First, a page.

where Lx Since each Gaussian kernel has variable diffusion lengths in different directions, the CD predictability can be enhanced especially when 2 or 3 dimensional feature/resist patterns are predicted under very low k Although specific reference may be made in this text to the use of the invention in the manufacture of ICs, it should be explicitly understood that the invention has many other possible applications. For example, it may be employed in the manufacture of integrated optical systems, guidance and detection patterns for magnetic domain memories, liquid-crystal display panels, thin-film magnetic heads, etc. The skilled artisan will appreciate that, in the context of such alternative applications, any use of the terms “reticle,” “wafer” or “die” in this text should be considered as being replaced by the more general terms “mask,” “substrate” and “target portion,” respectively. The invention itself, together with further objects and advantages, can be better understood by reference to the following detailed description and the accompanying drawings. As stated above, in accordance with the simulation process of the present invention, using a convolution kernel consisting of a sum of Gaussian kernels, each having different diffusion lengths in different directions to compute the resist performance enhances resist CD calibration. Furthermore, the use of multiple Gaussian kernels allow for improved precision and better calibration. The second step in the simulation process, step The process set forth in steps The Gaussian kernels to be convolved with the dose function will now be explained. A 1-dimensional Gaussian convolution kernel, with a fixed diffusion length L in an x direction, is represented by the following equation:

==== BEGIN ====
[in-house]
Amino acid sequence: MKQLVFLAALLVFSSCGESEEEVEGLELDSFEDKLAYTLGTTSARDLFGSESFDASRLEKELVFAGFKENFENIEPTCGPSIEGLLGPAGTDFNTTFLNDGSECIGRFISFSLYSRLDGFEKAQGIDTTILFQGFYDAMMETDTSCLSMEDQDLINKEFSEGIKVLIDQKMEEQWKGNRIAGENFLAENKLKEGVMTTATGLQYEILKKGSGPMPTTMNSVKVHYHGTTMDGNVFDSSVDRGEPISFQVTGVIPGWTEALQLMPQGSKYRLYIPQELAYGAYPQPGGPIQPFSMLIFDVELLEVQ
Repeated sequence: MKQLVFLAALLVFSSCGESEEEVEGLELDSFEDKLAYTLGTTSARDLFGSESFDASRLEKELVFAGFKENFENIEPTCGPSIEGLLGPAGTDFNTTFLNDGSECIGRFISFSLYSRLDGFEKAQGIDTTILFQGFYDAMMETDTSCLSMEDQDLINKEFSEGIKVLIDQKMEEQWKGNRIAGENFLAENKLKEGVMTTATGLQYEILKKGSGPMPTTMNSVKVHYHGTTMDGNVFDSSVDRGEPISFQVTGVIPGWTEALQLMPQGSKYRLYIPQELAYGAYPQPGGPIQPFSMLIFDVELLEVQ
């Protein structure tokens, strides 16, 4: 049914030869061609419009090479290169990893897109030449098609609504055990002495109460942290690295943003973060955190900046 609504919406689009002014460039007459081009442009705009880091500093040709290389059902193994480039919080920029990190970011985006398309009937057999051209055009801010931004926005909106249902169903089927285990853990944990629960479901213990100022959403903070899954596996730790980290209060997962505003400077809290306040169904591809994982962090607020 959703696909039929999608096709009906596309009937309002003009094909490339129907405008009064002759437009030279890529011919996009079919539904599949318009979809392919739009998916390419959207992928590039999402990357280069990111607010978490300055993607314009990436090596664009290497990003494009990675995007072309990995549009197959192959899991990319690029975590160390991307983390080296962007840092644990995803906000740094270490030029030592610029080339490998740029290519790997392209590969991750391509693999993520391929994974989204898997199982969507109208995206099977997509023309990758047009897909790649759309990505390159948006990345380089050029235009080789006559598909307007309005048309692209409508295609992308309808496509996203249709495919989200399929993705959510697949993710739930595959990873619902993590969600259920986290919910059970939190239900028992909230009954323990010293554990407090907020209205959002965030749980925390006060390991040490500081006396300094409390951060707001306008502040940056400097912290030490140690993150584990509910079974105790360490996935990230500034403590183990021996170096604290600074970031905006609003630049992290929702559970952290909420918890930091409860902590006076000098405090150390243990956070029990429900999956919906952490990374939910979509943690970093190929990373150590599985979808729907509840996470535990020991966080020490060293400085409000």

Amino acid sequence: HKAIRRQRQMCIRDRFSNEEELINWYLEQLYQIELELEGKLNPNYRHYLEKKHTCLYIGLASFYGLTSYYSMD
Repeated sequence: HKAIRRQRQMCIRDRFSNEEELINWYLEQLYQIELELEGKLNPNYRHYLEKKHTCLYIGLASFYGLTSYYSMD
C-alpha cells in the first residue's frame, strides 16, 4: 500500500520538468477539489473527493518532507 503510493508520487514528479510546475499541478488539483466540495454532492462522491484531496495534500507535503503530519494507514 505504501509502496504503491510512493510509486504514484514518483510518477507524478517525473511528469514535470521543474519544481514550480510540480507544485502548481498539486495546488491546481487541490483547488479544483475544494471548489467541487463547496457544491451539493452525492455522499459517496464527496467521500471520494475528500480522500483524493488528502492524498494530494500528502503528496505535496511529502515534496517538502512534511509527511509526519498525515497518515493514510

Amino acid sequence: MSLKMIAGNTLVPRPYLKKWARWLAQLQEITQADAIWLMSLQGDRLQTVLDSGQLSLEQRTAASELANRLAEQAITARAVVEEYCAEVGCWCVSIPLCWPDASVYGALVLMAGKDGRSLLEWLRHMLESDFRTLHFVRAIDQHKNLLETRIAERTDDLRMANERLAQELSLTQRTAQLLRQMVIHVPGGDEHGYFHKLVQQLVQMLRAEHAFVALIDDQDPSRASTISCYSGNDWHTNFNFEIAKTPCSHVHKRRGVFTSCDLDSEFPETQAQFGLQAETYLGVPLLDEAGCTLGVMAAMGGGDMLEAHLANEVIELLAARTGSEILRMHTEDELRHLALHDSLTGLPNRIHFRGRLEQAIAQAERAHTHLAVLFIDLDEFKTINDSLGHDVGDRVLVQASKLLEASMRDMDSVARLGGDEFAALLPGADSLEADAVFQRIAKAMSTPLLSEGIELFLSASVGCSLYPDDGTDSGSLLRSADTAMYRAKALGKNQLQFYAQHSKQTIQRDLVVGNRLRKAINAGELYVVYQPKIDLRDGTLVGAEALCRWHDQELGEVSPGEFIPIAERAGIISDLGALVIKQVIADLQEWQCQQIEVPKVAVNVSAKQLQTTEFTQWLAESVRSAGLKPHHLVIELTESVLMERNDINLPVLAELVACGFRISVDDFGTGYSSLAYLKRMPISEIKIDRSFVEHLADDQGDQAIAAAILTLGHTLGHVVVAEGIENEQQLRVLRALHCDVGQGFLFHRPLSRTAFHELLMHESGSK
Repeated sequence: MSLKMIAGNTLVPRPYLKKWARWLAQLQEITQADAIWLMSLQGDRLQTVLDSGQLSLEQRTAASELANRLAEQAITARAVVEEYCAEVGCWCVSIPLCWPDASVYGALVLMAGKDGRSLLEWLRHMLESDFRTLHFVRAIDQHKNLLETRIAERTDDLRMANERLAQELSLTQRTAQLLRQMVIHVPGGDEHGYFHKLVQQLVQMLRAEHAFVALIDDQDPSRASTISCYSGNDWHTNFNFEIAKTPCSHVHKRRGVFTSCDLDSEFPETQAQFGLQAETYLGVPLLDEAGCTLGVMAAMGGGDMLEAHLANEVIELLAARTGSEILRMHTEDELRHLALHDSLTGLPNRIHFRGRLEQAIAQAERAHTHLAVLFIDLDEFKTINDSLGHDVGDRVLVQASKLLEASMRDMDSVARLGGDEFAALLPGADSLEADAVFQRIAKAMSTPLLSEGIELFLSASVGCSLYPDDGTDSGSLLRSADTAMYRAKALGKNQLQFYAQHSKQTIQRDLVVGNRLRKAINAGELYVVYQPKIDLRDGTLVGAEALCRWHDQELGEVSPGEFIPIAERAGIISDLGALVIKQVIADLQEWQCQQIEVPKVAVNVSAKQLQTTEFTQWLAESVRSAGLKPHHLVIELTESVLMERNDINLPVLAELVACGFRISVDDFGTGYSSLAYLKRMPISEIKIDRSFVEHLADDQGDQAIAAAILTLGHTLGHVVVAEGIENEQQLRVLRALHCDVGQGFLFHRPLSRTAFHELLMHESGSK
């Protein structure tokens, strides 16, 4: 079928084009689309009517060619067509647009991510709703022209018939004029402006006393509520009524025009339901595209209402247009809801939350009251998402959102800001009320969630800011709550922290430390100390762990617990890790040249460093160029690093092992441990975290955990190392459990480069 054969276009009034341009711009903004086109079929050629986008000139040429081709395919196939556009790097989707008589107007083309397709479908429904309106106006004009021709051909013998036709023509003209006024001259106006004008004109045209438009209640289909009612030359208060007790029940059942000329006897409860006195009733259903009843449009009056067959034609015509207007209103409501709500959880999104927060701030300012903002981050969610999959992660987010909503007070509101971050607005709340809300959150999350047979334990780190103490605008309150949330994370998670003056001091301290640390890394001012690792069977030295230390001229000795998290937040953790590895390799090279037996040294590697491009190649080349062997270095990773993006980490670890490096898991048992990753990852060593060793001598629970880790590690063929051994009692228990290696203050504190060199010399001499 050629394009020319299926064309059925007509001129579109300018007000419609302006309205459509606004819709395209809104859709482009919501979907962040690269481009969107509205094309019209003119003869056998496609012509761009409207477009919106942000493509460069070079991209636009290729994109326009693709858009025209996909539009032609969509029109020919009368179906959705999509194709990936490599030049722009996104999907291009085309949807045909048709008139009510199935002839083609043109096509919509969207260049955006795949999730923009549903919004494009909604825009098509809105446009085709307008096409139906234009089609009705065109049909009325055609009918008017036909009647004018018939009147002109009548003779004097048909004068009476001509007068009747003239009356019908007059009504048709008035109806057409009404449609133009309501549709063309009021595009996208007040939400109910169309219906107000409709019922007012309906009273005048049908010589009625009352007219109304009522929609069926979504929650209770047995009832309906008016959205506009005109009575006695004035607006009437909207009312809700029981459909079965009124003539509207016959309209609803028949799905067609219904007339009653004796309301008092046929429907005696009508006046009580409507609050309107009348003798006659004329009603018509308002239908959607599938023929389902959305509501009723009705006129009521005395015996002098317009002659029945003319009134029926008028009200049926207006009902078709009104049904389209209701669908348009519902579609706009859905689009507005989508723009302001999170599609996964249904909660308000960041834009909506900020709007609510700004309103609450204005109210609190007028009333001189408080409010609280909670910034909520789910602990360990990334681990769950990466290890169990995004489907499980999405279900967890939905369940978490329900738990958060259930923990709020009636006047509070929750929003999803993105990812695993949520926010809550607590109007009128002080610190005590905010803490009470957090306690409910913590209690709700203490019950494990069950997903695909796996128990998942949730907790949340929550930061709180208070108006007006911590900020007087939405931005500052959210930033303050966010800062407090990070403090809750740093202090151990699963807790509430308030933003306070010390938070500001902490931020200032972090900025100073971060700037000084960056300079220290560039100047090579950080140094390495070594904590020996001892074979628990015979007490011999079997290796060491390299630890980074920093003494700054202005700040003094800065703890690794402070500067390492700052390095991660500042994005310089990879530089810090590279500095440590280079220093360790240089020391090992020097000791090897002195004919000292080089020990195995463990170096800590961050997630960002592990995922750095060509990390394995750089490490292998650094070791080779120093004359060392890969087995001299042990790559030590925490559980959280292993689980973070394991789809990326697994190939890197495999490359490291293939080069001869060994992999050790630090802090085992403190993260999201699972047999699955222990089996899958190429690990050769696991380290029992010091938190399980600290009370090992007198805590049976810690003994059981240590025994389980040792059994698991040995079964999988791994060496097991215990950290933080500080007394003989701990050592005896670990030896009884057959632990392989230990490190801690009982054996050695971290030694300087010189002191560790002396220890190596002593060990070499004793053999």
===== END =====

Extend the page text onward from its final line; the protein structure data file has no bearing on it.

A 3-dimensional Gaussian convolution kernel is represented as follows:
L, M and N indicate diffusion lengths corresponding to x, y and z directions, respectively. According to the 3-dimensional Gaussian convolution kernel, the diffusion lengths for x, y and z direction are not necessary the same after resist CD calibration optimization. As discussed above, the dose function represents the intensity of energy inside the resist. Convolution of the dose function with the Gaussian kernels operates to smooth the intensity of energy within the resist. The diffusion lengths are mathematical properties of the Gaussian kernels which control the smoothing of the intensity of energy. A longer diffusion length means more smoothing of the intensity of energy within the resist. In the prior art, the same amount of smoothing the intensity of energy is performed in the x, y and z directions (see, Moreover, the given embodiment of the present invention may use more than one Gaussian kernel. For example, more than one Gaussian kernel may make it possible to do a lot of smoothing and a little smoothing at the same time. In other words, the dose function may be convolved with a Gaussian kernel with a small diffusion lengths, which provides not so much smoothing. At the same time, the dose function may also be convolved with another Gaussian kernel with long diffusion lengths, which provides a lot of smoothing. The relative influence of those two convolutions can be changed, as required. In the given embodiment, the following Gaussian kernel which is the weighted sum of eight Gaussians is utilized. Convolution may be performed by a simulator, such as, MaskTools' LithoCruiser™.